Non-text Contrast is a Web Content Accessibility Guidelines 2.1 Level AA success criterion and states that the visual presentation of user interface components and graphical objects should have a contrast ratio of at least 3:1 against adjacent colours.
How can colour contrast help?
The intent of this success criterion is to ensure users with visual impairments can perceive parts of the screen that aren’t necessarily text but are important for accessing and understanding content. They need a good contrast ratio to fully differentiate between components and use them properly, especially if the user has a colour vision deficiency that lowers contrast further.
Using a proper colour contrast of 3:1 or greater can make page content more distinguishable and ensure ease of navigation and practicality without the need for contrast enhancing tools.
Where should this criterion apply?
This criterion applies to active controls and their state. For example, a link and a visited link must be distinguishable from the adjacent page background and surrounding text. Buttons, input fields, checkboxes, toggle buttons, dropdown indicators, and radio buttons must all have a contrast ratio of at least 3:1 with adjacent colours. In the graphical objects category, we can find icons (phone, cart etc.), symbols (£, $ etc.), charts and infographics (pie chart, column chart etc.) that must have proper colour contrast. There are different ways each component can comply with this success criterion.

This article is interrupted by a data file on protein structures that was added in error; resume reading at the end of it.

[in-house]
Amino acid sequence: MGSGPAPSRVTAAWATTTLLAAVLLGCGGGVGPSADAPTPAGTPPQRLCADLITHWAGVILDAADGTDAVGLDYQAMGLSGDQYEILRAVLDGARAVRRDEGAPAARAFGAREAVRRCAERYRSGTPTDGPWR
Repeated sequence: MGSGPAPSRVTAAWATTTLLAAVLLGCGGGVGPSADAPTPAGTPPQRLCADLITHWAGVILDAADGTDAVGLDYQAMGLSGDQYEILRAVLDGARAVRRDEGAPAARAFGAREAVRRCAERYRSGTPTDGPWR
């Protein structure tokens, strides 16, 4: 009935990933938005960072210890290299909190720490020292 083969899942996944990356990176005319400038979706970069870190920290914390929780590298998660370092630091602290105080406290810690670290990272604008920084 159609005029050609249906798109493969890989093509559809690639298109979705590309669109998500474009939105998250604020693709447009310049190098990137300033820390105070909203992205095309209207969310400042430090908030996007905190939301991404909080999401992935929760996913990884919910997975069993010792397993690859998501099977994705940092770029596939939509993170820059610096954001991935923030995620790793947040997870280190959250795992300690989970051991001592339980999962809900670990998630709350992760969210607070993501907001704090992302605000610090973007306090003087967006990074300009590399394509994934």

What should be used to check contrast?
There are a number of tools online that can be used to test contrast ratio quickly and easily. These tools are primarily for checking foreground and background colour combinations to help determine if contrast ratio is sufficient. Colour contrast analysers can also simulate different colour combinations that allow you to check if the colours to be used meet WCAG success criteria.
What are the exceptions?
Exceptions to the rule do not have to meet the contrast requirements if “a particular presentation of graphics is essential to the information being conveyed”. In this category we can find inactive (i.e., disabled or ‘greyed out’) UI components, brand logos, screenshots (e.g., visual demonstrations), flags, photography, heatmaps and so on.
Other situations where changing the colours changes the meaning of the graphic are exempt from this requirement too.
How can IA Labs help?
As part of our consultations, accessibility audits, and training sessions, we can explain all the contextual nuances that would apply to the WCAG 2.1 Success Criterion 1.4.11 Non-text Contrast. If you have any questions or need help with any digital accessibility issue, please don’t hesitate to contact IA Labs.